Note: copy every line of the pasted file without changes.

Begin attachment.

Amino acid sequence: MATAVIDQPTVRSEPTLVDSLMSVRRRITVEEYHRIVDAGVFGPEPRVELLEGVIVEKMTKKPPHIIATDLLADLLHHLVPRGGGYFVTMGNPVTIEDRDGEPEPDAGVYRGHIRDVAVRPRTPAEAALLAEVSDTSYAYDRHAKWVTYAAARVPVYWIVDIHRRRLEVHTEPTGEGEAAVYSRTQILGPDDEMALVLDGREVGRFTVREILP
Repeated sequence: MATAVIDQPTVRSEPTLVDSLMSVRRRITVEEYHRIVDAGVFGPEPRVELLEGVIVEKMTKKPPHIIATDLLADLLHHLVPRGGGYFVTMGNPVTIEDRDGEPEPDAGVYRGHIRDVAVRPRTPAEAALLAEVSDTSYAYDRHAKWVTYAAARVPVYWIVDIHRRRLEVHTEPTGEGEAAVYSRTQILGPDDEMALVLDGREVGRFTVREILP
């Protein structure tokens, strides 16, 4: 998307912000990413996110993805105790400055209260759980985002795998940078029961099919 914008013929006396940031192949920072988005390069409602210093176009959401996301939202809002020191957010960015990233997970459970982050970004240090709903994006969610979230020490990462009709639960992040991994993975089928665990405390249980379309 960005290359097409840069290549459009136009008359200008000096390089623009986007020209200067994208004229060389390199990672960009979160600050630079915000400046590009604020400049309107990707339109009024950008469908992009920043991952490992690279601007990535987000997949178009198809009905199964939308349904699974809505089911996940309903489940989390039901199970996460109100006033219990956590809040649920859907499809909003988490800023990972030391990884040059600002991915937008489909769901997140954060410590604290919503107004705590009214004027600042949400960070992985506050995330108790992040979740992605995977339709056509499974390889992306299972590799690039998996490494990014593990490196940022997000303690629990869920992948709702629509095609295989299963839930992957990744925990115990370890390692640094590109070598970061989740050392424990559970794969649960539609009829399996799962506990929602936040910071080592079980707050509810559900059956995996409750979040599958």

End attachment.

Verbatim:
Amino acid sequence: MATAVIDQPTVRSEPTLVDSLMSVRRRITVEEYHRIVDAGVFGPEPRVELLEGVIVEKMTKKPPHIIATDLLADLLHHLVPRGGGYFVTMGNPVTIEDRDGEPEPDAGVYRGHIRDVAVRPRTPAEAALLAEVSDTSYAYDRHAKWVTYAAARVPVYWIVDIHRRRLEVHTEPTGEGEAAVYSRTQILGPDDEMALVLDGREVGRFTVREILP
Repeated sequence: MATAVIDQPTVRSEPTLVDSLMSVRRRITVEEYHRIVDAGVFGPEPRVELLEGVIVEKMTKKPPHIIATDLLADLLHHLVPRGGGYFVTMGNPVTIEDRDGEPEPDAGVYRGHIRDVAVRPRTPAEAALLAEVSDTSYAYDRHAKWVTYAAARVPVYWIVDIHRRRLEVHTEPTGEGEAAVYSRTQILGPDDEMALVLDGREVGRFTVREILP
């Protein structure tokens, strides 16, 4: 998307912000990413996110993805105790400055209260759980985002795998940078029961099919 914008013929006396940031192949920072988005390069409602210093176009959401996301939202809002020191957010960015990233997970459970982050970004240090709903994006969610979230020490990462009709639960992040991994993975089928665990405390249980379309 960005290359097409840069290549459009136009008359200008000096390089623009986007020209200067994208004229060389390199990672960009979160600050630079915000400046590009604020400049309107990707339109009024950008469908992009920043991952490992690279601007990535987000997949178009198809009905199964939308349904699974809505089911996940309903489940989390039901199970996460109100006033219990956590809040649920859907499809909003988490800023990972030391990884040059600002991915937008489909769901997140954060410590604290919503107004705590009214004027600042949400960070992985506050995330108790992040979740992605995977339709056509499974390889992306299972590799690039998996490494990014593990490196940022997000303690629990869920992948709702629509095609295989299963839930992957990744925990115990370890390692640094590109070598970061989740050392424990559970794969649960539609009829399996799962506990929602936040910071080592079980707050509810559900059956995996409750979040599958």